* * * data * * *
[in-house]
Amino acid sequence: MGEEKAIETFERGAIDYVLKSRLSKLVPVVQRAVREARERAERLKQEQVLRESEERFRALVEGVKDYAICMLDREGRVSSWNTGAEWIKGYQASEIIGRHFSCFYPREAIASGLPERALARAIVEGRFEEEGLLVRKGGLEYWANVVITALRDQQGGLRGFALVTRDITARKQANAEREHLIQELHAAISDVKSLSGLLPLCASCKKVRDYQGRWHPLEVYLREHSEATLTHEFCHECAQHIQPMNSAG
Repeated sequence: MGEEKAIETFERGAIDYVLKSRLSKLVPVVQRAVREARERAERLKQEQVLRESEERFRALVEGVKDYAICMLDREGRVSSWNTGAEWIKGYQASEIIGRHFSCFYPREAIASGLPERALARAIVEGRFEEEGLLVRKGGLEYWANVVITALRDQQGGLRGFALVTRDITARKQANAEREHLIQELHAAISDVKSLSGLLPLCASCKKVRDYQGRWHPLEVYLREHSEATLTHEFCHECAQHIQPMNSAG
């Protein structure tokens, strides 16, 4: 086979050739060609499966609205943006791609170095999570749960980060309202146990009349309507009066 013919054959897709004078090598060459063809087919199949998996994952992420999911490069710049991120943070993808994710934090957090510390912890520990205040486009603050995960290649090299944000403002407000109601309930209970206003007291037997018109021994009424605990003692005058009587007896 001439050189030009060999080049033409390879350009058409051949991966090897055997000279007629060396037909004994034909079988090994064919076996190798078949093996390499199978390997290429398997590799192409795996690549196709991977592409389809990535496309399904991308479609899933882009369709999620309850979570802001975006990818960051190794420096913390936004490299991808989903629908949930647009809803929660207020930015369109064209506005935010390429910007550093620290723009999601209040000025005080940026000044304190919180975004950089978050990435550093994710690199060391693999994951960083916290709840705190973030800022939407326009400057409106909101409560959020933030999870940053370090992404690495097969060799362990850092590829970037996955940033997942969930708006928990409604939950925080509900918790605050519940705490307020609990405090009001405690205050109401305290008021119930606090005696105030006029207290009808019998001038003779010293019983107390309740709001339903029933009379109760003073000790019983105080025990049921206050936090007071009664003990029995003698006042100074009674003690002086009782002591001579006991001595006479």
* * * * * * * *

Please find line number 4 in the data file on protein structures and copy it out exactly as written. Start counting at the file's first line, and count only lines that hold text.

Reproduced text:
């Protein structure tokens, strides 16, 4: 086979050739060609499966609205943006791609170095999570749960980060309202146990009349309507009066 013919054959897709004078090598060459063809087919199949998996994952992420999911490069710049991120943070993808994710934090957090510390912890520990205040486009603050995960290649090299944000403002407000109601309930209970206003007291037997018109021994009424605990003692005058009587007896 001439050189030009060999080049033409390879350009058409051949991966090897055997000279007629060396037909004994034909079988090994064919076996190798078949093996390499199978390997290429398997590799192409795996690549196709991977592409389809990535496309399904991308479609899933882009369709999620309850979570802001975006990818960051190794420096913390936004490299991808989903629908949930647009809803929660207020930015369109064209506005935010390429910007550093620290723009999601209040000025005080940026000044304190919180975004950089978050990435550093994710690199060391693999994951960083916290709840705190973030800022939407326009400057409106909101409560959020933030999870940053370090992404690495097969060799362990850092590829970037996955940033997942969930708006928990409604939950925080509900918790605050519940705490307020609990405090009001405690205050109401305290008021119930606090005696105030006029207290009808019998001038003779010293019983107390309740709001339903029933009379109760003073000790019983105080025990049921206050936090007071009664003990029995003698006042100074009674003690002086009782002591001579006991001595006479």